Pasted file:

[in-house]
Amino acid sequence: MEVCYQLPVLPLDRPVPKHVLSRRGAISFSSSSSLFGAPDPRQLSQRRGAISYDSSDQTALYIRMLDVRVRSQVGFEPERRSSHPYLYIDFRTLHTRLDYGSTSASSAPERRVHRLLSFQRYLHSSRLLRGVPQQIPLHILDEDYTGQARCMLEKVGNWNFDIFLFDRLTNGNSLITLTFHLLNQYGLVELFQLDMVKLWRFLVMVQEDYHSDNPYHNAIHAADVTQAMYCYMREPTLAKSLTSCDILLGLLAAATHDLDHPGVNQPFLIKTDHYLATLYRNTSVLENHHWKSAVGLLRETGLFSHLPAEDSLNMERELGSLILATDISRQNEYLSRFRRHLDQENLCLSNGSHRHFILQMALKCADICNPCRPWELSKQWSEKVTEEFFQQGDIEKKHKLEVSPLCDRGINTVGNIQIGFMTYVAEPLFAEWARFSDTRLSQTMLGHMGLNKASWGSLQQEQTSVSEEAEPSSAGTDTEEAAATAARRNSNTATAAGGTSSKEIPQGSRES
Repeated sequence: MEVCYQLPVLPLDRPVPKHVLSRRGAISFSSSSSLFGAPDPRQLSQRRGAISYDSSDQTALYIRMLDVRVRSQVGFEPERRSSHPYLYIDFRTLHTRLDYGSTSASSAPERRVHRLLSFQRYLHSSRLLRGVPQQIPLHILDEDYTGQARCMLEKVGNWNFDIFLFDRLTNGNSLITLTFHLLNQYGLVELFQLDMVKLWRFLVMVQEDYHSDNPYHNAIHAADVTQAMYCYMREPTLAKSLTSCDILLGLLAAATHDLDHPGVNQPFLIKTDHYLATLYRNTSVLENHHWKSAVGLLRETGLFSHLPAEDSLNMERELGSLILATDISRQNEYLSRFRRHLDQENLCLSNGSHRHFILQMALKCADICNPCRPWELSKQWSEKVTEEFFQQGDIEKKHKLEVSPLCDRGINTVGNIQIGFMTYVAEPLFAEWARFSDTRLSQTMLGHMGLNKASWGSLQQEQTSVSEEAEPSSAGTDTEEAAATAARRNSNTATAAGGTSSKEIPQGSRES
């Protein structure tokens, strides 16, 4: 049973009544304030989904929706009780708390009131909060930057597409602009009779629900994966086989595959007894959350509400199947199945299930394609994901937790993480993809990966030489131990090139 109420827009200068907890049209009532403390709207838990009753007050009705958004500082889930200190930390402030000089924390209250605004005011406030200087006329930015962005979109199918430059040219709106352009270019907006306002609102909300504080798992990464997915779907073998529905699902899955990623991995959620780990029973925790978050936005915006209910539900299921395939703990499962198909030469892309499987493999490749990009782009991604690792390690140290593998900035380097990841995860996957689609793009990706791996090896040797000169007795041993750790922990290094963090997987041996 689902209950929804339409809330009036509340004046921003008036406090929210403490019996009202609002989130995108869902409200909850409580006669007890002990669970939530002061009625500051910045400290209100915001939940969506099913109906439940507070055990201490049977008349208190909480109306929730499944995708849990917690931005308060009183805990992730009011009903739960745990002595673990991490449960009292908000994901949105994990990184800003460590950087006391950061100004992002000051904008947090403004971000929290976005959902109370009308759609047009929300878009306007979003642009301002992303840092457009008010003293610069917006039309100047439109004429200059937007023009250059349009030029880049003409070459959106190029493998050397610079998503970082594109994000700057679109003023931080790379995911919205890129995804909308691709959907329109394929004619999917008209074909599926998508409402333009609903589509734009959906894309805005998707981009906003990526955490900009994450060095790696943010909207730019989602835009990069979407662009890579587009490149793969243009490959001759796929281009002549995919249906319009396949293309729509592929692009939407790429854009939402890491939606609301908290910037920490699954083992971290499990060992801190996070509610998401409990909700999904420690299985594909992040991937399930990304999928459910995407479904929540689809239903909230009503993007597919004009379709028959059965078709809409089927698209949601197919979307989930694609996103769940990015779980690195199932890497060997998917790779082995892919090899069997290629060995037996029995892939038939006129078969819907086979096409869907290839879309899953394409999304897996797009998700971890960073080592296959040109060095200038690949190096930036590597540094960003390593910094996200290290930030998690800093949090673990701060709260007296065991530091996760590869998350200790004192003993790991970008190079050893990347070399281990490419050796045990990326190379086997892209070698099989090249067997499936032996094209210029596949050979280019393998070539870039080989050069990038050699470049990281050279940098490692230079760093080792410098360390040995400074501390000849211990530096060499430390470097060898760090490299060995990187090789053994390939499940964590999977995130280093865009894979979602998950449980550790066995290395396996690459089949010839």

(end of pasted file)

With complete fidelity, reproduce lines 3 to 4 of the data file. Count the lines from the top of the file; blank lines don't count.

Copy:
Repeated sequence: MEVCYQLPVLPLDRPVPKHVLSRRGAISFSSSSSLFGAPDPRQLSQRRGAISYDSSDQTALYIRMLDVRVRSQVGFEPERRSSHPYLYIDFRTLHTRLDYGSTSASSAPERRVHRLLSFQRYLHSSRLLRGVPQQIPLHILDEDYTGQARCMLEKVGNWNFDIFLFDRLTNGNSLITLTFHLLNQYGLVELFQLDMVKLWRFLVMVQEDYHSDNPYHNAIHAADVTQAMYCYMREPTLAKSLTSCDILLGLLAAATHDLDHPGVNQPFLIKTDHYLATLYRNTSVLENHHWKSAVGLLRETGLFSHLPAEDSLNMERELGSLILATDISRQNEYLSRFRRHLDQENLCLSNGSHRHFILQMALKCADICNPCRPWELSKQWSEKVTEEFFQQGDIEKKHKLEVSPLCDRGINTVGNIQIGFMTYVAEPLFAEWARFSDTRLSQTMLGHMGLNKASWGSLQQEQTSVSEEAEPSSAGTDTEEAAATAARRNSNTATAAGGTSSKEIPQGSRES
């Protein structure tokens, strides 16, 4: 049973009544304030989904929706009780708390009131909060930057597409602009009779629900994966086989595959007894959350509400199947199945299930394609994901937790993480993809990966030489131990090139 109420827009200068907890049209009532403390709207838990009753007050009705958004500082889930200190930390402030000089924390209250605004005011406030200087006329930015962005979109199918430059040219709106352009270019907006306002609102909300504080798992990464997915779907073998529905699902899955990623991995959620780990029973925790978050936005915006209910539900299921395939703990499962198909030469892309499987493999490749990009782009991604690792390690140290593998900035380097990841995860996957689609793009990706791996090896040797000169007795041993750790922990290094963090997987041996 689902209950929804339409809330009036509340004046921003008036406090929210403490019996009202609002989130995108869902409200909850409580006669007890002990669970939530002061009625500051910045400290209100915001939940969506099913109906439940507070055990201490049977008349208190909480109306929730499944995708849990917690931005308060009183805990992730009011009903739960745990002595673990991490449960009292908000994901949105994990990184800003460590950087006391950061100004992002000051904008947090403004971000929290976005959902109370009308759609047009929300878009306007979003642009301002992303840092457009008010003293610069917006039309100047439109004429200059937007023009250059349009030029880049003409070459959106190029493998050397610079998503970082594109994000700057679109003023931080790379995911919205890129995804909308691709959907329109394929004619999917008209074909599926998508409402333009609903589509734009959906894309805005998707981009906003990526955490900009994450060095790696943010909207730019989602835009990069979407662009890579587009490149793969243009490959001759796929281009002549995919249906319009396949293309729509592929692009939407790429854009939402890491939606609301908290910037920490699954083992971290499990060992801190996070509610998401409990909700999904420690299985594909992040991937399930990304999928459910995407479904929540689809239903909230009503993007597919004009379709028959059965078709809409089927698209949601197919979307989930694609996103769940990015779980690195199932890497060997998917790779082995892919090899069997290629060995037996029995892939038939006129078969819907086979096409869907290839879309899953394409999304897996797009998700971890960073080592296959040109060095200038690949190096930036590597540094960003390593910094996200290290930030998690800093949090673990701060709260007296065991530091996760590869998350200790004192003993790991970008190079050893990347070399281990490419050796045990990326190379086997892209070698099989090249067997499936032996094209210029596949050979280019393998070539870039080989050069990038050699470049990281050279940098490692230079760093080792410098360390040995400074501390000849211990530096060499430390470097060898760090490299060995990187090789053994390939499940964590999977995130280093865009894979979602998950449980550790066995290395396996690459089949010839």